A scene from the opera Dark Sisters by Nico Muhly (photo: Pittsburgh Opera)
At times we treat certain art forms as a closed set. Complete. We want our reliable standards and nothing more, nothing new. Opera has this challenge. Treating the creative period of opera as if it were behind us, we put it into a museum for preservation. Yet why do we resist the new in opera, while embracing new works in other arts like film, visual arts, and music? Composer Nico Muhly gives us reason to support the creation of new work. Yes, we have to preserve the masterpieces of the past and keep presenting them on stage. Yet we should also cultivate a creative environment that encourages artists to create within these great forms.
Read on for an argument on Nico Muhly as a case study for why we need our organizations and our audiences to be a part of the creative process, in “Nico Muhly, Dark Sisters and the Case for New Opera” (click here to read full article).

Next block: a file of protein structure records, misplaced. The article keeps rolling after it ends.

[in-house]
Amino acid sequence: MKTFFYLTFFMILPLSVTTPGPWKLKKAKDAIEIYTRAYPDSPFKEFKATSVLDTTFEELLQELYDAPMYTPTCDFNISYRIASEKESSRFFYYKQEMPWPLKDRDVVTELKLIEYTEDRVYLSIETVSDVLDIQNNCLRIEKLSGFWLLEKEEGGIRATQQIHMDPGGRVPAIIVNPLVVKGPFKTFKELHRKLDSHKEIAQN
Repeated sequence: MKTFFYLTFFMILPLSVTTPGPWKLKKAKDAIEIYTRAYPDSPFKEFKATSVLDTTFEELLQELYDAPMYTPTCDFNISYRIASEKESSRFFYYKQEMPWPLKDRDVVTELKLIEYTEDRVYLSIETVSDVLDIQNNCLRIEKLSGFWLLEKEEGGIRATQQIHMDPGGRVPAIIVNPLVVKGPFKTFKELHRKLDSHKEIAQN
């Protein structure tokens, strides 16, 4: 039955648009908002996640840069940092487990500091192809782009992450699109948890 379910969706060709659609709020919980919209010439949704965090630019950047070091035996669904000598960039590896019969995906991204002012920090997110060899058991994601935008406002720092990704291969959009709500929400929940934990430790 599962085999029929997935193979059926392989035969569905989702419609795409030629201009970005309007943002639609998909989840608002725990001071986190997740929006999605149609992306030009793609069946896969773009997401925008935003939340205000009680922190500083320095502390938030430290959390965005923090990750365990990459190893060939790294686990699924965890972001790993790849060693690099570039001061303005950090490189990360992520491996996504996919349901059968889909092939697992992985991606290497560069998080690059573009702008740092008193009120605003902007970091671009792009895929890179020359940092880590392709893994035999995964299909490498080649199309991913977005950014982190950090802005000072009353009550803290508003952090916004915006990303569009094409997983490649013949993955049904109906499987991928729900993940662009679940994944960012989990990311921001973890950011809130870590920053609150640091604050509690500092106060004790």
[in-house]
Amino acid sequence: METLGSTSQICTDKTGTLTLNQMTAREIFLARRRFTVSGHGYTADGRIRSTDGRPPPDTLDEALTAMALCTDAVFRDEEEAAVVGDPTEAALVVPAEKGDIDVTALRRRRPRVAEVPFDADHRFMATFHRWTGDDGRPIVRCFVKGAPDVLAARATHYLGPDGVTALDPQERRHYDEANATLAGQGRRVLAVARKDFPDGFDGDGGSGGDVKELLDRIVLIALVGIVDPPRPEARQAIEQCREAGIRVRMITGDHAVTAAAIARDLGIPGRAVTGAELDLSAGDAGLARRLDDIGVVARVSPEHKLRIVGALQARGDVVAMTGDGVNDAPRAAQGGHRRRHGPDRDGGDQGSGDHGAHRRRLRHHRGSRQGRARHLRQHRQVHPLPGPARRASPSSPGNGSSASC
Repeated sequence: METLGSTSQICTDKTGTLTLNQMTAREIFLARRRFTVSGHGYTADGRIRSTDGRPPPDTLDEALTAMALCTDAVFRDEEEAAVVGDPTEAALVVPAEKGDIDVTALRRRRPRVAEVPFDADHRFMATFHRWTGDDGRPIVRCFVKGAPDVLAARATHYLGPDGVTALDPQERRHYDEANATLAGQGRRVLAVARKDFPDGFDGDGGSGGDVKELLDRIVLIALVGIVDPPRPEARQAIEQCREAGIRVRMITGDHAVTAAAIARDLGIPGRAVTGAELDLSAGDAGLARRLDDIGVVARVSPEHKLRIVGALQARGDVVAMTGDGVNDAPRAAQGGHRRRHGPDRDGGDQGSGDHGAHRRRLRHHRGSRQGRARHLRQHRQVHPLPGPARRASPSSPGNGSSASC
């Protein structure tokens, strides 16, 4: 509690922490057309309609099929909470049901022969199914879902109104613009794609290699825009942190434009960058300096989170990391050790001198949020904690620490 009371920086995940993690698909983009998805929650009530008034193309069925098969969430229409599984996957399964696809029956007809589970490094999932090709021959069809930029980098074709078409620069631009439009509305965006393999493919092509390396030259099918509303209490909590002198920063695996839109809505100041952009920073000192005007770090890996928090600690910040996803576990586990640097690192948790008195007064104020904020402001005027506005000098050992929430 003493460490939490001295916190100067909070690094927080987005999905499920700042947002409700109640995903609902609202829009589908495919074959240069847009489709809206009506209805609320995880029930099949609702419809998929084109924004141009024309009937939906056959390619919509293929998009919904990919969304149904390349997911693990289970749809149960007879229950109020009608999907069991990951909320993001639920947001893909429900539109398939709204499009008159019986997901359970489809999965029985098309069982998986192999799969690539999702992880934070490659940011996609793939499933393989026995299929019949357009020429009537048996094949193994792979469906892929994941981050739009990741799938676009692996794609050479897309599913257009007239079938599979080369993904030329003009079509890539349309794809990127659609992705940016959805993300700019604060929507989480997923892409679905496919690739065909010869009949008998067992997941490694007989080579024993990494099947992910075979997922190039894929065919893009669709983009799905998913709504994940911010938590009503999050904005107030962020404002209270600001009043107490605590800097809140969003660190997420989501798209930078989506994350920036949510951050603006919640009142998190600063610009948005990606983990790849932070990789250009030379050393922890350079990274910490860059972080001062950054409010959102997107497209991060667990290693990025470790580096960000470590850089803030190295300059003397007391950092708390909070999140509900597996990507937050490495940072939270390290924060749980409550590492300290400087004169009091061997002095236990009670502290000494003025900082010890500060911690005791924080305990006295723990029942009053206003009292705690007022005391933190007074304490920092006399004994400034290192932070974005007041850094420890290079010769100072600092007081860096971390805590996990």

Mary Cassatt, Woman in Black at the Opera, 1879
The future of opera has many considerations. It must respond to changes in financial markets, in audience tastes, and in the aesthetic direction of an art that has a 400-year history but that also remains productive with new works. Beyond that, it is simply one of the most complex and expensive forms to produce. Consequently, contemporary opera companies are dealing with a number of intersecting issues. How to present new work and find audiences for it, how to mount expensive productions of the historically celebrated repertoire, how to balance the budget in tough financial times, and how to honor the artists who pour their soul into their beloved work. The Muse Dialogue offers some thoughts on the situation, and shares the thoughts of Pittsburgh Opera’s General Director, Christopher Hahn.
Join us for reflections on opera, its history and future, and even on the wonders of nonprofit finance in “The Future of Opera, a Conversation with Christopher Hahn” (click here to read full article).